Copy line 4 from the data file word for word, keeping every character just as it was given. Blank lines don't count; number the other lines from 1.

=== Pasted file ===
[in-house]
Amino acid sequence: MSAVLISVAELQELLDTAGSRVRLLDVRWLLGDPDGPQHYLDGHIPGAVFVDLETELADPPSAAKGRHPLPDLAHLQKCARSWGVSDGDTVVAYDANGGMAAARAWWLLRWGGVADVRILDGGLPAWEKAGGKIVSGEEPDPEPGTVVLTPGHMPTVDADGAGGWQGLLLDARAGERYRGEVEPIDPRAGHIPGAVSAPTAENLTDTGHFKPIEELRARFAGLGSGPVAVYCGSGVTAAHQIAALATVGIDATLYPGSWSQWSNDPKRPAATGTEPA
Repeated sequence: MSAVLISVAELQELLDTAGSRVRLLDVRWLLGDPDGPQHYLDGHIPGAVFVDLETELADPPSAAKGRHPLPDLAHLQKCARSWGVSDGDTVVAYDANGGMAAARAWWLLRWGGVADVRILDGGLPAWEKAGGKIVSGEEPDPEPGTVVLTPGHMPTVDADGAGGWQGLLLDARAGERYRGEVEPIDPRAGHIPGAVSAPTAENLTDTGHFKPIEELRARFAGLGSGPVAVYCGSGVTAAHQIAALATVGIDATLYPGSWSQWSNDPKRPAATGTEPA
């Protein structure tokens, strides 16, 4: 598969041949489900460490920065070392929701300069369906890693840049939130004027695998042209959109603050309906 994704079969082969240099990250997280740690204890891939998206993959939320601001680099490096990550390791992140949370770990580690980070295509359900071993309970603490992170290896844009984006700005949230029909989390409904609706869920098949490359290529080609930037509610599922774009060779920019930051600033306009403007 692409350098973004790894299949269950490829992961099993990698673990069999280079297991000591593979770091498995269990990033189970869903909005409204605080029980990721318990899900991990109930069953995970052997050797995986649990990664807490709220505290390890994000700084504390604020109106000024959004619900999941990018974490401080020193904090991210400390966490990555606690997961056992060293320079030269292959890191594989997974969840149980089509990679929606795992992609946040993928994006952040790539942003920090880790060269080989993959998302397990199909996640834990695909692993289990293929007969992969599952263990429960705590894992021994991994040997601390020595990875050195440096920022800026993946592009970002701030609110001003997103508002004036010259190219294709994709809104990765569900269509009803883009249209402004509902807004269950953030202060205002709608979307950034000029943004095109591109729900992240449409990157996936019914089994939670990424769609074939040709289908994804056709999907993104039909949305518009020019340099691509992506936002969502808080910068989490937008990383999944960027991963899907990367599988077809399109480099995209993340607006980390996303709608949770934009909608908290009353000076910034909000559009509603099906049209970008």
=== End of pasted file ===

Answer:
């Protein structure tokens, strides 16, 4: 598969041949489900460490920065070392929701300069369906890693840049939130004027695998042209959109603050309906 994704079969082969240099990250997280740690204890891939998206993959939320601001680099490096990550390791992140949370770990580690980070295509359900071993309970603490992170290896844009984006700005949230029909989390409904609706869920098949490359290529080609930037509610599922774009060779920019930051600033306009403007 692409350098973004790894299949269950490829992961099993990698673990069999280079297991000591593979770091498995269990990033189970869903909005409204605080029980990721318990899900991990109930069953995970052997050797995986649990990664807490709220505290390890994000700084504390604020109106000024959004619900999941990018974490401080020193904090991210400390966490990555606690997961056992060293320079030269292959890191594989997974969840149980089509990679929606795992992609946040993928994006952040790539942003920090880790060269080989993959998302397990199909996640834990695909692993289990293929007969992969599952263990429960705590894992021994991994040997601390020595990875050195440096920022800026993946592009970002701030609110001003997103508002004036010259190219294709994709809104990765569900269509009803883009249209402004509902807004269950953030202060205002709608979307950034000029943004095109591109729900992240449409990157996936019914089994939670990424769609074939040709289908994804056709999907993104039909949305518009020019340099691509992506936002969502808080910068989490937008990383999944960027991963899907990367599988077809399109480099995209993340607006980390996303709608949770934009909608908290009353000076910034909000559009509603099906049209970008």